Benefits of Playing in Orchestra. Intrinsic Value of Music. Musicians are passionate. We LOVE to play! Music is living history. Constantly exposed to great wealth of classical literature. Music is therapeutic. Playing music is a beautiful way of expressing emotion.
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Musicians are passionate.
We LOVE to play!
Music is living history.
Constantly exposed to great wealth of classical
Music is therapeutic.
Playing music is a beautiful way of expressing emotion.
Young people who participate in the arts for at least three hours on three days each week through at least one full year are:
4 times more likely to be recognized for academic
3 times more likely to be elected to class office within their schools
4 times more likely to participate in a math and
3 times more likely to win an award for school
4 times more likely to win an award for writing an
essay or poem
Young artists, as compared with their peers, are likely to:
Attend music, art, and dance classes nearly three
times as frequently
Participate in youth groups nearly four times as frequently
Read for pleasure nearly twice as often
Perform community service more than four times as often
78% of Americans feel learning a musical
instrument helps students perform better in other subjects.
In a review of many studies, the “Mozart-effect” was found valid and important for educators in an unexpected way.
The positive effect of listening to Mozart’s and other’s, music on spatial reasoning (mentally visualizing, moving and relating objects without any present) helps contradict some current ideas about learning that consider different learning functions in the brain to be distinct and unconnected. The “Mozart-effect” shows that areas of the brain used for spatial reasoning are also used for processing music.
First and second year string students’ standardized math and reading test scores are higher than the general student population in suburban, urban, and rural schools.
Research suggests that musical training may play a role in improving language and literacy skills. Study shows that musical training changes the neural network involved with brain areas traditionally associated with language processing. While more research is still needed, this finding can lead to important breakthroughs for children struggling with dyslexia.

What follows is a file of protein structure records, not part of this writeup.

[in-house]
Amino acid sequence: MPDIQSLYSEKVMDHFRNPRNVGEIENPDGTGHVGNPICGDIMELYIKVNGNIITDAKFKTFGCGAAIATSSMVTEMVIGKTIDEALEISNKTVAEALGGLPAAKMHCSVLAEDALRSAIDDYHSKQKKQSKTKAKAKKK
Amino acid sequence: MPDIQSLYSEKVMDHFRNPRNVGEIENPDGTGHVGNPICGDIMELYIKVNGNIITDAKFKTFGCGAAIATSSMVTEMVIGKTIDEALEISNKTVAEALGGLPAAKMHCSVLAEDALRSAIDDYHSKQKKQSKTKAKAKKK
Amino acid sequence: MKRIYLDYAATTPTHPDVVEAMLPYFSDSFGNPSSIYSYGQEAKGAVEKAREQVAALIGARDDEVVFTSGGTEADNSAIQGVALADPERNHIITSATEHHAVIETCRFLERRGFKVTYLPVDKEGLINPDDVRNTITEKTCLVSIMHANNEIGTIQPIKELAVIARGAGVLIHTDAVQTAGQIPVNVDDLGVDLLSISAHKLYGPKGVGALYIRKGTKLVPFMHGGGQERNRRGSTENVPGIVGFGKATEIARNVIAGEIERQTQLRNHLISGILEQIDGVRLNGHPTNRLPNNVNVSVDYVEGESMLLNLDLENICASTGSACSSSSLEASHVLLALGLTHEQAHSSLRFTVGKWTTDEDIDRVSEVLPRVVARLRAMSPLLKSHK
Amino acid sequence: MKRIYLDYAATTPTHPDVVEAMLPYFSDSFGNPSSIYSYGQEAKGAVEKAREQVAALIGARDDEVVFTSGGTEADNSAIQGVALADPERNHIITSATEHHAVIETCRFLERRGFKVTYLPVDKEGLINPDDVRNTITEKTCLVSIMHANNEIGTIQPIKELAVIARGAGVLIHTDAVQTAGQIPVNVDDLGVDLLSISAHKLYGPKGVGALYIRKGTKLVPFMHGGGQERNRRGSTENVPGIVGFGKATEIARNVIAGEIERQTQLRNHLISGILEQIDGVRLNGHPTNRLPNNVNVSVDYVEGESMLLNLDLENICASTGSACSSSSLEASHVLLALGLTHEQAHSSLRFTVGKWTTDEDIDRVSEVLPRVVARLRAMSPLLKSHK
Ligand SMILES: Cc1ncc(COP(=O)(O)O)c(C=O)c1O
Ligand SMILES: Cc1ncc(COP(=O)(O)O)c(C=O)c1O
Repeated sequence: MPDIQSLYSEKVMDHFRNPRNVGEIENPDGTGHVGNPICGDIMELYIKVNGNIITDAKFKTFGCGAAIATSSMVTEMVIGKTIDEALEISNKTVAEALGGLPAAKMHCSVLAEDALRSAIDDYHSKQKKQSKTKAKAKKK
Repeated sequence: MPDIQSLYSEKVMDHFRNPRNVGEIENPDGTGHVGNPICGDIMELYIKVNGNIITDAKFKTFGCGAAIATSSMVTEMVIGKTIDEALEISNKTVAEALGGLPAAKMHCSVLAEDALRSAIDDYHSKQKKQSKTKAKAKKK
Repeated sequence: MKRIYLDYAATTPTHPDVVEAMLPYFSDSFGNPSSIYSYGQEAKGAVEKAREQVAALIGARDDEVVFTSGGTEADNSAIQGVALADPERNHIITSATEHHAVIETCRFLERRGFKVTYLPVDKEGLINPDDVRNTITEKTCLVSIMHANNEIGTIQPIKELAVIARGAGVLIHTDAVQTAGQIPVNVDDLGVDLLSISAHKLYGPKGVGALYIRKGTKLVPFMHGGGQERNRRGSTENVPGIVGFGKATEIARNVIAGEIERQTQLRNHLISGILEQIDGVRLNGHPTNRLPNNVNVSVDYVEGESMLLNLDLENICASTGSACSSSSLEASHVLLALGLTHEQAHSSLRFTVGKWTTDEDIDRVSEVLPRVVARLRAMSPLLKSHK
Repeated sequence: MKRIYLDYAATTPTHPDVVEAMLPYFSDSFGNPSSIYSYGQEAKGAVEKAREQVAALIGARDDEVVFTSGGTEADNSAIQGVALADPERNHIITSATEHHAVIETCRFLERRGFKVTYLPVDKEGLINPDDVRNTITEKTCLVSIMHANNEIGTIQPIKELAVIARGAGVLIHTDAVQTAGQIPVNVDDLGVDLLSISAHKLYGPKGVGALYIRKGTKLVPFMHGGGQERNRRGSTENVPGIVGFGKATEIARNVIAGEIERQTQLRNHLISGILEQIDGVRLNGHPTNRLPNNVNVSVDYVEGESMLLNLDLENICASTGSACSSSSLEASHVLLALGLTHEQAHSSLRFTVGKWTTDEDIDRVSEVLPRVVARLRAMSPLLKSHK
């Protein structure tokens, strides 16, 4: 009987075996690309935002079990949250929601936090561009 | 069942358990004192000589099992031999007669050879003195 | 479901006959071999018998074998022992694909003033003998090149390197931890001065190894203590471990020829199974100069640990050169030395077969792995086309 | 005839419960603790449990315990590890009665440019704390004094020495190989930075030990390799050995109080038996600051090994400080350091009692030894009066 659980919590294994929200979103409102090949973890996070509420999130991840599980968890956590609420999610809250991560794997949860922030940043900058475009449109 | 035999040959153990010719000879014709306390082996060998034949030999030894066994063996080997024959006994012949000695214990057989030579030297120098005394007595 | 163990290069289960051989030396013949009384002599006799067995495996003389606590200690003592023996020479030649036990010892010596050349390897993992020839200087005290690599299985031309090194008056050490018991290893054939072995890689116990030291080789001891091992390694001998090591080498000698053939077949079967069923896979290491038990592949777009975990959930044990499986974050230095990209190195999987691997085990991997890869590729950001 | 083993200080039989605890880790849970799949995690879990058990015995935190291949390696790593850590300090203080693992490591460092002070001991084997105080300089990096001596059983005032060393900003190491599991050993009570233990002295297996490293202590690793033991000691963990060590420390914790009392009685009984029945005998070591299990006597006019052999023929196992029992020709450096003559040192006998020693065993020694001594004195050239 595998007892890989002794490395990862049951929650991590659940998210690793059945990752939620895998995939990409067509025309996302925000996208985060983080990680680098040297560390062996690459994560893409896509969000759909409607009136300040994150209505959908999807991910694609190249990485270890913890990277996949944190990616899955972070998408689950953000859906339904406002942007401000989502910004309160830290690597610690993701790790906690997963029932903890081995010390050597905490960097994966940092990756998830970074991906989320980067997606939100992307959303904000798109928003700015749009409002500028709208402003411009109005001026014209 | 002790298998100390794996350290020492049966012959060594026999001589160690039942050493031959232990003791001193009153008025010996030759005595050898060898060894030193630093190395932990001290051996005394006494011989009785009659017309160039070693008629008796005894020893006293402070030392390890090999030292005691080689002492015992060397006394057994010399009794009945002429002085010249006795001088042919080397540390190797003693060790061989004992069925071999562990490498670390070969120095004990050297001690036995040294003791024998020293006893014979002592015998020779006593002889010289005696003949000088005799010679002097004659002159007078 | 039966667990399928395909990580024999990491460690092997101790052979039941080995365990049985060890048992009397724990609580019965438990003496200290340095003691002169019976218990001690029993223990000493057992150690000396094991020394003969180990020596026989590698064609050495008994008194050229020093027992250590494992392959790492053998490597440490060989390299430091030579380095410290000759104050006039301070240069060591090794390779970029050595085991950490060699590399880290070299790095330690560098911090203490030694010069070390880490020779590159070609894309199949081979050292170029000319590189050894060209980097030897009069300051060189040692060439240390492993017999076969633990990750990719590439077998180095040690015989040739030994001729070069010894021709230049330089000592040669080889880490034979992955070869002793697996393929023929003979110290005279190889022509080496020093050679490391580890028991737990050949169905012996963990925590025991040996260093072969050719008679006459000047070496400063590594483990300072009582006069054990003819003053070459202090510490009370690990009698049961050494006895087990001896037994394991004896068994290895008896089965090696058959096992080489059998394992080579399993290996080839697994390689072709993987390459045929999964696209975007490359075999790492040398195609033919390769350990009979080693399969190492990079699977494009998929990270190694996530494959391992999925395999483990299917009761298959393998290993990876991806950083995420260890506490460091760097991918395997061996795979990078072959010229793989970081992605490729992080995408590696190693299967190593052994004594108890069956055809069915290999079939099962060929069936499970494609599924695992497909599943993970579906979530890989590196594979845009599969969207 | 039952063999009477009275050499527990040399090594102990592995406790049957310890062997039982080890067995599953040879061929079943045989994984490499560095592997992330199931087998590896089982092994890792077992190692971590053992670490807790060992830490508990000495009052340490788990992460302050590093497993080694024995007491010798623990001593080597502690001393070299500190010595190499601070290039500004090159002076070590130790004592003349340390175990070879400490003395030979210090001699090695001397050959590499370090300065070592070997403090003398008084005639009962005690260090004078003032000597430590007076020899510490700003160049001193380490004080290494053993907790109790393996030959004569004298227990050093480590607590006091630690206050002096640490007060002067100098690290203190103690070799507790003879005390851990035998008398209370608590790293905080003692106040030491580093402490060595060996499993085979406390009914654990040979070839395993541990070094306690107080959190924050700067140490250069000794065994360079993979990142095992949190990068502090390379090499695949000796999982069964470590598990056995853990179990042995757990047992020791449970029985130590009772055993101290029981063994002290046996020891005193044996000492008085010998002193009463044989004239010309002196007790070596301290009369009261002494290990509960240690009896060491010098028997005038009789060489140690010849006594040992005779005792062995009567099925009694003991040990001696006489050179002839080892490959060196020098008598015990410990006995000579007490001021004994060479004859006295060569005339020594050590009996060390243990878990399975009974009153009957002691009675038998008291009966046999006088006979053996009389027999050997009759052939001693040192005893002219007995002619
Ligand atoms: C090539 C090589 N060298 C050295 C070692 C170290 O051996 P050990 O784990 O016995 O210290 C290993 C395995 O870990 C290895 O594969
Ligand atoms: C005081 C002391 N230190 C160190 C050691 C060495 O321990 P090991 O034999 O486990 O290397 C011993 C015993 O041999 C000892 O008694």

A student making music experiences the “simultaneous engagement of senses, muscles, and intellect. Brain scans taken during musical performances show that virtually the entire cerebral cortex is active while musicians are playing.” Different areas of the brain perform different functions from directing movement, to thinking, to feeling, to remembering including many sub-regions within those areas that relate to more specialized activities. Making music engages, and is increasingly seen to strengthen, a vast array of brainpower.
Playing a musical instrument has cognitive benefits. A Stanford study has found that musical training improves how the brain processes spoken word – this could lead to improving the reading ability of children who have dyslexia and other reading problems.
An increasing number of studies focusing on participation in musical activities and cognitive development in mathematics suggest that the two are closely related. Music at the basic level shows the obvious connection between music and mathematics.